According to research, men play extreme metal to impress other men. This study already shares by one of the famous Twitter accounts named Quite Interesting.
The research titled “Extreme metal guitar skill: A case of male-male status-seeking, mate attraction, or byproduct?” has apparently been revealed. Also, written by Todd K. Shackelford and Oakland University, along with Tara DeLecce, Farid Pazhoohi, Anna Szala, and Todd K. Shackelford of Oakland University and Nicolaus Copernicus University in Torun.
This study suggests that music may serve two purposes: Either it facilitates sexual selection or It enables us to create music. Because our brains are so sophisticated. Although the authors contend it is improbable that extreme metal artists are primarily attempting to boost their mate success. This happens via using their music because it is so strongly male-leaning.
One of the famous Twitter accounts Quite Interesting also shared:
“Research shows that heterosexual men who learn to play extreme metal guitar are mostly motivated to do so in order to impress other heterosexual men.”
Research shows that heterosexual men who learn to play extreme metal guitar are mostly motivated to do so in order to impress other heterosexual men.
— Quite Interesting (@qikipedia) October 2, 2022
Steps of this study called: “Extreme metal guitar skill: A case of male-male status-seeking, mate attraction, or byproduct?”
- The mate attraction model, that proposes that humans (especially men, according to this theory) create art in order to attract potential mating partners
- The status-seeking model, that postulates that humans, both men and women (but again, predominantly men), engage in creative cultural displays in order to impress members of the same sex (and occasionally those of the opposite one) in order to gain prestige
- The cognitive byproduct model, that argues that art in all its forms doesn’t serve a specific function
“Extreme metal is a genre that is heavily male-biased, not only among the individuals that play this style of music, but also among the fans of the genre. Therefore, it is unlikely that extreme metal musicians are primarily trying to increase their mating success through their music.
However, musicians in this genre heavily invest their time in building technical skills (e.g., dexterity, coordination, timing), which raises the question of the purpose behind this costly investment. It could be that men engage in this genre mainly for status-seeking purposes: to intimidate other males with their technical skills and speed and thus gain social status.”
What’s the method of the study
The four researchers used an online survey to collect information from 44 “heterosexual male metal guitarists” on their practice routines, sexual preferences, and levels of male competition.
“How much time they spend practicing, how much of that time is devoted to practicing chords versus single note exercises like scales, arpeggios, and tapping, how technical their playing is, and how fast they play compared to other guitarists they know. There is also an item asking about the maximum tempo at which they can still play cleanly. Items were constructed with response options in Likert-style format ranging from 0 to 9.”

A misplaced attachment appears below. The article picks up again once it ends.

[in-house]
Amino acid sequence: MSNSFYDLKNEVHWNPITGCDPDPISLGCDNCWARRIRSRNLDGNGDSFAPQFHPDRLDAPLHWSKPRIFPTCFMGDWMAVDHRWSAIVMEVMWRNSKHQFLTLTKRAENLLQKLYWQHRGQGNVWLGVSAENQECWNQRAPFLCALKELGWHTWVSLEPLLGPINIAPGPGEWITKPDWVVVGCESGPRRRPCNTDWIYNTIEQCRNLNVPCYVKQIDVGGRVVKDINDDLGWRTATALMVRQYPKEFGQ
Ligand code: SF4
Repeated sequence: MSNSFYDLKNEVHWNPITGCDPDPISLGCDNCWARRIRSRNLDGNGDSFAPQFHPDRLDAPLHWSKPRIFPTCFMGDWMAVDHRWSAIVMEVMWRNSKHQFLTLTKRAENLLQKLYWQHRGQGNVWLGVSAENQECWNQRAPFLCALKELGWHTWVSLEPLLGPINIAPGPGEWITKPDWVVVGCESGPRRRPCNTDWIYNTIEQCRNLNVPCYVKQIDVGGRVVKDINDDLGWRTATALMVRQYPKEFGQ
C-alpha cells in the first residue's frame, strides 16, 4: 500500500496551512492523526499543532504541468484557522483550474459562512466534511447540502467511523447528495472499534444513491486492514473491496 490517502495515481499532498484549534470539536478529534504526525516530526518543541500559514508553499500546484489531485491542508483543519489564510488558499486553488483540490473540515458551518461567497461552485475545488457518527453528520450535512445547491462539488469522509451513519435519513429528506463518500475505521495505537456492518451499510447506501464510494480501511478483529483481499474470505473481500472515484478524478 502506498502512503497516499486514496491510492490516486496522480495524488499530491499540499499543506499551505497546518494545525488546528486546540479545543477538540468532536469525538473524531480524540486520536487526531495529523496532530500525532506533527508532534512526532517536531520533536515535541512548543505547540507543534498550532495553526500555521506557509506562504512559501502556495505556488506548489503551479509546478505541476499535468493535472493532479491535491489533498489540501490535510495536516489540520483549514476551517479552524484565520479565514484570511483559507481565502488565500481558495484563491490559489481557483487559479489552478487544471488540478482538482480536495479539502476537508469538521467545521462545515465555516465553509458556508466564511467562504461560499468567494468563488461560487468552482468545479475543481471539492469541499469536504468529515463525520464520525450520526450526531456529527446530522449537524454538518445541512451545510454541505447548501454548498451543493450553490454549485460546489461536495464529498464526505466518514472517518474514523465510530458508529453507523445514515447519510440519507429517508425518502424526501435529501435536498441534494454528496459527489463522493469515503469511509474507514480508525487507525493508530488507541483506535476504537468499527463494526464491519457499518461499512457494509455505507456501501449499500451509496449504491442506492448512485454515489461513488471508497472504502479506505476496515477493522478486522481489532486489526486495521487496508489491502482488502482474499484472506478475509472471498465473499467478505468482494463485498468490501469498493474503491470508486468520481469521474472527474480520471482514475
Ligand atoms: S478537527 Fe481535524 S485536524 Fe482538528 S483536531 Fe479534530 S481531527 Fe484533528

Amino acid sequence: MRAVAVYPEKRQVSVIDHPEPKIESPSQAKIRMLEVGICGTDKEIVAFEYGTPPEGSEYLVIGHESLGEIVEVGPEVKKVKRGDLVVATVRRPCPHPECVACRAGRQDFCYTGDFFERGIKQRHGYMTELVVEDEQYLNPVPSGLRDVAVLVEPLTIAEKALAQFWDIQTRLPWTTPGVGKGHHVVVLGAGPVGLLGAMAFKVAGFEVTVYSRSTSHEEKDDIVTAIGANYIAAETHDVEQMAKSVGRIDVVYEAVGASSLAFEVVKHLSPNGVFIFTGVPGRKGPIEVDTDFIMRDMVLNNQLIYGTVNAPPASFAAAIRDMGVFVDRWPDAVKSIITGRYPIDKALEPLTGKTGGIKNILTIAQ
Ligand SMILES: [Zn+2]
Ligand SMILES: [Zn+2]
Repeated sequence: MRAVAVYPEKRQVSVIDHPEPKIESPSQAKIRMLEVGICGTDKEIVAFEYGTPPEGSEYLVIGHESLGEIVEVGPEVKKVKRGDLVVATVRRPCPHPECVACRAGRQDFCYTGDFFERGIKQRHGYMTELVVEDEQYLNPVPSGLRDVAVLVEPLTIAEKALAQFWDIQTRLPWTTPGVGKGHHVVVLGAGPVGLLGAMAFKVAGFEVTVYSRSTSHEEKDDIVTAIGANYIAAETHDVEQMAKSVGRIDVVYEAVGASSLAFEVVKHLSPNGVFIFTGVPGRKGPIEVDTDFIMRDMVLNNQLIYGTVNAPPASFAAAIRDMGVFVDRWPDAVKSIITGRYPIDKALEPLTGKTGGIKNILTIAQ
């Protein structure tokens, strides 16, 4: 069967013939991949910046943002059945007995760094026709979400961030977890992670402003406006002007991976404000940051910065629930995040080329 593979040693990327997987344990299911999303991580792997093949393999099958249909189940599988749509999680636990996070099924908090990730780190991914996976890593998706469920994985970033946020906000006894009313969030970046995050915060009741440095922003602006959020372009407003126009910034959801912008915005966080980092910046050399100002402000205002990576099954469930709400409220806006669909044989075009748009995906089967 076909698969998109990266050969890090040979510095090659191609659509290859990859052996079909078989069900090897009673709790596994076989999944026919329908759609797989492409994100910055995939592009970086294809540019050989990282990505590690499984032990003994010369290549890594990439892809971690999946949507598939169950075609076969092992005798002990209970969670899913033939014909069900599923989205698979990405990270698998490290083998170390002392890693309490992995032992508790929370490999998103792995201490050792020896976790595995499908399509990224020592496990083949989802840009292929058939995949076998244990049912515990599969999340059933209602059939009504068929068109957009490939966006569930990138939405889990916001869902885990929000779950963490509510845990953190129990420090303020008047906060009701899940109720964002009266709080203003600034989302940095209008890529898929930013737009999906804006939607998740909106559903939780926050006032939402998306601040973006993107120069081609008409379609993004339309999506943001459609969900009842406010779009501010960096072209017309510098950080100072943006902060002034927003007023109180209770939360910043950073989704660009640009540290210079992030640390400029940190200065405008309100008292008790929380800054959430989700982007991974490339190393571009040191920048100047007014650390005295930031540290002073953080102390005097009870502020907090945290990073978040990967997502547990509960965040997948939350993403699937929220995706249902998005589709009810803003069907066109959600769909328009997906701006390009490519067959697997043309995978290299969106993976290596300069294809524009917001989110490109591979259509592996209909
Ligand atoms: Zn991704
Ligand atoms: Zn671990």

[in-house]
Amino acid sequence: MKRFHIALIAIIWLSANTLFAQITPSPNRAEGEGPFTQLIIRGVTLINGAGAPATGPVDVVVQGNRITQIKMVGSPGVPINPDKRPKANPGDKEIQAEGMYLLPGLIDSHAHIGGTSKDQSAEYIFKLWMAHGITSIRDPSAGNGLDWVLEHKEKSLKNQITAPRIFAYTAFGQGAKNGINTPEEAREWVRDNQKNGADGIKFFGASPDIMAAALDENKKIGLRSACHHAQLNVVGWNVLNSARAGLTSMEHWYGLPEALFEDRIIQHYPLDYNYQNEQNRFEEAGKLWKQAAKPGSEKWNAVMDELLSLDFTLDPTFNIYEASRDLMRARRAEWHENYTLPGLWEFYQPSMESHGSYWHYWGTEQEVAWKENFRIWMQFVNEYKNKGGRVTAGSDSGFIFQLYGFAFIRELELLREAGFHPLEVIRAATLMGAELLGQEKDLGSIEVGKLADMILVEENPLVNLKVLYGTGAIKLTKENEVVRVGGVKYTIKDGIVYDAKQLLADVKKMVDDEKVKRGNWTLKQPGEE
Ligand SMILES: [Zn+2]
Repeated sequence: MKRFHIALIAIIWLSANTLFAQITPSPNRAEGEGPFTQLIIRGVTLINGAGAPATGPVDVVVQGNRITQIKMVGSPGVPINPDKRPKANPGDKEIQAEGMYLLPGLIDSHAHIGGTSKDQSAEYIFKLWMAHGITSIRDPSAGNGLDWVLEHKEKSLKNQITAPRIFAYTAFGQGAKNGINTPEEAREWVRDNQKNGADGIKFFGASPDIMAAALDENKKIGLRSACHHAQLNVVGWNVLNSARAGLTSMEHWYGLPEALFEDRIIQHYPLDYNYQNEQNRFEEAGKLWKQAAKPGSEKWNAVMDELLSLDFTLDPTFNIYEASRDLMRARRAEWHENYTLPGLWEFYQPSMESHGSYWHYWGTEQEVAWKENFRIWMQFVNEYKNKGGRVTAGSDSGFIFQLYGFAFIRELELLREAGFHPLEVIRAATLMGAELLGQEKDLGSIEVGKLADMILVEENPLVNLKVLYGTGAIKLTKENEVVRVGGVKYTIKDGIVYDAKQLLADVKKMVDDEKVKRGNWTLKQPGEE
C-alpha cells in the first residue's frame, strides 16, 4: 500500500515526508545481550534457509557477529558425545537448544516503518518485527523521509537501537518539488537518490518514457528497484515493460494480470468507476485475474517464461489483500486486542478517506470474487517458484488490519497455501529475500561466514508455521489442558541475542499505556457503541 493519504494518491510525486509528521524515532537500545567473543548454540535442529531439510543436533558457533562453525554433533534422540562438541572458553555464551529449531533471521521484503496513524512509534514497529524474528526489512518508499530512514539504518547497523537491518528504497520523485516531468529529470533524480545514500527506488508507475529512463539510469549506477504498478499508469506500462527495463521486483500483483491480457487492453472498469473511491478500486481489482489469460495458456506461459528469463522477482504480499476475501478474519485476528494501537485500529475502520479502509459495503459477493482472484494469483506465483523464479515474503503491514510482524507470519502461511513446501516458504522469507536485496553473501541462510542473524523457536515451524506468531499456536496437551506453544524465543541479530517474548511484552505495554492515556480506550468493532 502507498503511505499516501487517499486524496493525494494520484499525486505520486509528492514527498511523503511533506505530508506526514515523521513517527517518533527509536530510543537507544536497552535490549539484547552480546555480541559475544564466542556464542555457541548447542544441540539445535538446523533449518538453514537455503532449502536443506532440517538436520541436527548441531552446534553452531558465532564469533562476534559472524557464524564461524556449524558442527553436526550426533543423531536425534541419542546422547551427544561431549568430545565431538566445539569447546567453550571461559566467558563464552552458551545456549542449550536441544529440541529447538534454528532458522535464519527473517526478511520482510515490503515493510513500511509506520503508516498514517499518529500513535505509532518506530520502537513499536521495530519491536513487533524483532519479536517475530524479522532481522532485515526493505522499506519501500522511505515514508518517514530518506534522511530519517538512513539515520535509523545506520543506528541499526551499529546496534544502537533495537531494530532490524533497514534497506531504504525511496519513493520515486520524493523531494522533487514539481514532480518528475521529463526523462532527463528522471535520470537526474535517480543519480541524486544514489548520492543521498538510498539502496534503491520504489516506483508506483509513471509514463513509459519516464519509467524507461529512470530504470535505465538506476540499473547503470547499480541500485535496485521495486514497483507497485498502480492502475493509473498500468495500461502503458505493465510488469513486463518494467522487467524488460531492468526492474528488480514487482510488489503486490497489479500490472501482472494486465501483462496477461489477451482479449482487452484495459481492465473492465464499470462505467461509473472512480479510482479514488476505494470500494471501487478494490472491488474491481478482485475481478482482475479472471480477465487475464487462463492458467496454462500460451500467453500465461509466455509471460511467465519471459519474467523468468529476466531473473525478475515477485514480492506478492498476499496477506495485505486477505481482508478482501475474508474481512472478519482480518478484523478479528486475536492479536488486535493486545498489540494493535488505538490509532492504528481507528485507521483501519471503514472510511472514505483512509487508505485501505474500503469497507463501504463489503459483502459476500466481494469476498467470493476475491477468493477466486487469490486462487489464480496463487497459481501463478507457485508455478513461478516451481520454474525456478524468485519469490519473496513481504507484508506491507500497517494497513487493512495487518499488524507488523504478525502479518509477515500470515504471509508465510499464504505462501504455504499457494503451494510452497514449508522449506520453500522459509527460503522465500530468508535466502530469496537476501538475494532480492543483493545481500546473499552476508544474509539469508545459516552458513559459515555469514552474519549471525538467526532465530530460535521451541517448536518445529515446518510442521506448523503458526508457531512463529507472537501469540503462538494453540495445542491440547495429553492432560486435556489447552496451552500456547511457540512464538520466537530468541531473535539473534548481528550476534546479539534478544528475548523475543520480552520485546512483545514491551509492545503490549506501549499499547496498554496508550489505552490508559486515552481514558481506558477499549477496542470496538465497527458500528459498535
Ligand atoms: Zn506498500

Men who play fast want to impress other men?
Significant positive correlations were revealed between the time spent playing chords and both lifetime sexual partners and the desire facet of the SOI-R.
Also, there were significant positive correlations between the ICS and both time spent playing chords and
perceived playing speed.
“Based on the zero-order correlations, the subsequent set of analyses tested whether guitarpracticing habits predicted lifetime number of sexual partners using multiple regression. Specifically, predictors were the number of hours spent practicing guitar per day, how much of that time is spent playing chords, how much practicing time is spent playing single-note exercises, and perceived speed of playing.
We also included the likeness ratings of the two songs (Black Sabbath and Rings of Saturn) to get a better idea of the style of metal they likely played. The dependent variable was lifetime number of sexual partners. These four guitar-related variables did not significantly predict number of lifetime sexual partners in the overall model, F (4, 39) = 1.533, p = .212, but the variable of time spent playing chords positively predicted number of lifetime sexual partners (β = .312, t = 2.057, p = .046).
Because guitar practicing habits did not predict the lifetime number of sexual partners but there was a significant correlation of time spent practicing chords for the SOI-R desire score, we thought the significant result might reflect the desire facet of the SOI-R, even if these guitarists were not able to fulfil this desire.
Thus, the next regression analysis used these same guitar-playing predictors and SOI-R desire facet score as the criterion variable.”
Also, the survey results indicated that time spent playing chords predicted desire for casual sex with women whereas perceptions of playing speed positively predicted intrasexual competitiveness (a desire to impress other men). The discussion addresses how these results, and the extreme metal genre, might relate to the three competing hypotheses for the function of cultural displays.
You can read the study paper here.